Casa Blanca (Shield)
Dimensions: 16 x 26″
Media: mixed media with glass beads on wood
Unlike many of his other works, in Casa Blanca (Shield), Orlando Leyba uses visually distinct linear elements—composed of a pattern of horizontal divisions—in the composition of his work. While in some instances, the inlaid patterning remains contained within its allocated strip, on the right side of the work, more organic detailing interrupts the clean splits, suggesting a sort of muted disorder.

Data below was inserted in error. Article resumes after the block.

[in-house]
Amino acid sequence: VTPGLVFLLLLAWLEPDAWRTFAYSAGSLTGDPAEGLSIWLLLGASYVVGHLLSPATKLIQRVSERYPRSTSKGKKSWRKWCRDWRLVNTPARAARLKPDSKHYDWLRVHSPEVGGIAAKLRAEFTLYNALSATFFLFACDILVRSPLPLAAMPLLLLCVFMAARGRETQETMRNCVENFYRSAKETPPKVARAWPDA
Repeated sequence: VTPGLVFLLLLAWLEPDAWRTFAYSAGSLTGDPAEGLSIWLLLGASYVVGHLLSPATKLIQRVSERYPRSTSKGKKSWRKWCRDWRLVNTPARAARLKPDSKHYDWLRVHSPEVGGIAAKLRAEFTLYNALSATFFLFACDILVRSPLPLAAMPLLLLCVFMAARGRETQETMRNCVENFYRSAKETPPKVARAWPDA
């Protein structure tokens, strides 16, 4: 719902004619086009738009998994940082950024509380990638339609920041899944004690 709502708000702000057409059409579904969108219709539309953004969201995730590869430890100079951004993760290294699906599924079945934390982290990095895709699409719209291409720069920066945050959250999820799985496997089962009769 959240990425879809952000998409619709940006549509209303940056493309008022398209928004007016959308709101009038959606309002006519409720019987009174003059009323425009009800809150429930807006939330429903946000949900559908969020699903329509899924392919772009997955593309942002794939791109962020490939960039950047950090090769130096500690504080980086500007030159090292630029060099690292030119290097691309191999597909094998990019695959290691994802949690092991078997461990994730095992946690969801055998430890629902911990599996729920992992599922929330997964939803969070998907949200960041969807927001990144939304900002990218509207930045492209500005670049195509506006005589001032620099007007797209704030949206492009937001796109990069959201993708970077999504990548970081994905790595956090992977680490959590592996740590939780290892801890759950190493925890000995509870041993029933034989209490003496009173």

Orlando Leyba’s works oscillate between the abstract and the representational; while free floating and formless, the detailing in his pieces—which demands a degree of intimacy to appreciate—stands in for a wide array of Leyba’s experiences, emotions, and physical encounters. Ranging from custom lowrider cars to petroglyphs, Leyba’s affinity for incorporating found objects and ideas in his work and ability to juxtapose the corporeal with the immaterial, the whimsical with the familiar, introduces a profoundly psychological insight into Leyba’s past and present life as an artist. As a high school student, Leyba describes that he and his classmates would often break into abandoned buildings in search for materials to use in their work. While Leyba’s present practices might now be considered more conventional, he continues to use ideological manifestations of what was once a process of physical collection—incorporating checker patterns reminiscent of his grandparent’s floor, collage materials, and distorted textual elements in a manner not too different from tearing wallpaper from forgotten walls. To Leyba, his works are inherently topographical and interconnected; they interact with one another rather than stand alone and represent “little pieces of land”, a concept ingrained in him from the time spent working on his parent’s property in northern New Mexico as a child.